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Transformations, Ideology, and the Real in Defoe’s Robinson Crusoe and Other Narratives: Finding 'The Thing Itself'
by Maximillian E. Novak
Transformations, Ideology, and the Real in Defoe’s Robinson Crusoe and Other Narratives: Finding 'The Thing Itself' explores important problems in the fiction of Daniel Defoe, from his interest in rendering reality (what he called "the Thing itself"), whether in painting or prose fiction, to the various ways in which Defoe's works were read by contemporaries and by those novelists who attempted to imitate and comment upon his Life and Strange Surprizing Adventure of Robinson Crusoe decades after its publication. A number of sections of the book attempt to consider the complexities of various aspects of Defoe's writings: his way of evoking the inability of language to describe a vivid scene or moments of overwhelming emotion, his interest in the fiction of islands or utopia, his gradual development of the concepts surrounding Crusoe's cave, Defoe’s fascination for the horrors of cannibalism, and some of the ways he attempted to defend his work and serious fiction in general. Transformations, Ideology, and the Real in Defoe's Robinson Crusoe and Other Narratives: Finding 'The Thing Itself' establishes the complexities and originality of Defoe as a writer of fiction.
October 2014 ISBN: 978-1611494853 $75.00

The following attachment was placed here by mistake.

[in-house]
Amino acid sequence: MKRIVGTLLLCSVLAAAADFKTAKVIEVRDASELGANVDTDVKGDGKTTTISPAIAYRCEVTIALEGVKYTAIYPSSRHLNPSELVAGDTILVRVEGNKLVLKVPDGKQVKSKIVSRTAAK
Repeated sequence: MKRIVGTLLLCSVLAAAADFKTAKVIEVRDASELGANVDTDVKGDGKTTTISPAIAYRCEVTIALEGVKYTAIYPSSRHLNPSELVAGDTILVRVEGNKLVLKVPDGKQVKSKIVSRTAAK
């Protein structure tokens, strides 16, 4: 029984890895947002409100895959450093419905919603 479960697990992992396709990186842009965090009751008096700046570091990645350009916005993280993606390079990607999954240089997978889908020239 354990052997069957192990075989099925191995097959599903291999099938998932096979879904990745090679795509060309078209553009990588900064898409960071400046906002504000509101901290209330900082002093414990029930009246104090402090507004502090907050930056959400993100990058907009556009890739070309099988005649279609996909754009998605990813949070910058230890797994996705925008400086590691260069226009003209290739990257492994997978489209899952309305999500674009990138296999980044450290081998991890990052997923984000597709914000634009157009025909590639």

William T. Vollmann: A Critical Companion
Edited by Christopher K. Coffman and Daniel Lukes
Contributions by Georg Bauer; Carla Bolte; Aaron Chandler; Heather Corcoran; John K. Cox; Okla Elliott; James Franco; Jonathan Franzen; Michael Glawogger; Mariya Gusev; Joshua Jensen; Priscilla Juvelis; Miles Liebtag; Larry McCaffery; Françoise Palleau-Papin; Melissa Petro; Jordan A. Rothacker; Bryan Santin; Geoffrey D. Smith; Mary Austin Speaker; Michael K. Walonen and Buell Wisner.

The essays in this collection make a case for regarding William T. Vollmann as the most ambitious, productive, and important living author in the US. His oeuvre not only includes outstanding work in numerous literary genres, but also global reportage, ethical treatises, paintings, photographs, and many other productions. His reputation as a daring traveler and his fascination with life on the margins have earned him an extra-literary renown unequaled in our time. Perhaps most importantly, his work is exceptional in relation to the literary moment. Vollmann is a member of a group of authors who are responding to the skeptical ironies of postmodernism with a reinvigoration of fiction's affective possibilities and moral sensibilities, but he stands out even among this cohort for his prioritization of moral engagement, historical awareness, and geopolitical scope. Included in this book in addition to twelve scholarly critical essays are reflections on Vollmann by many of his peers, confidantes, and collaborators, including Jonathan Franzen, James Franco, and Michael Glawogger. With a preface by Larry McCaffery and an afterword by Michael Hemmingson, this book offers readings of most of Vollmann's works, includes the first critical engagements with several key titles, and introduces the work of several foreign Vollmann scholars to American audiences.
October 2014 ISBN: 978-1611495102 $90.00

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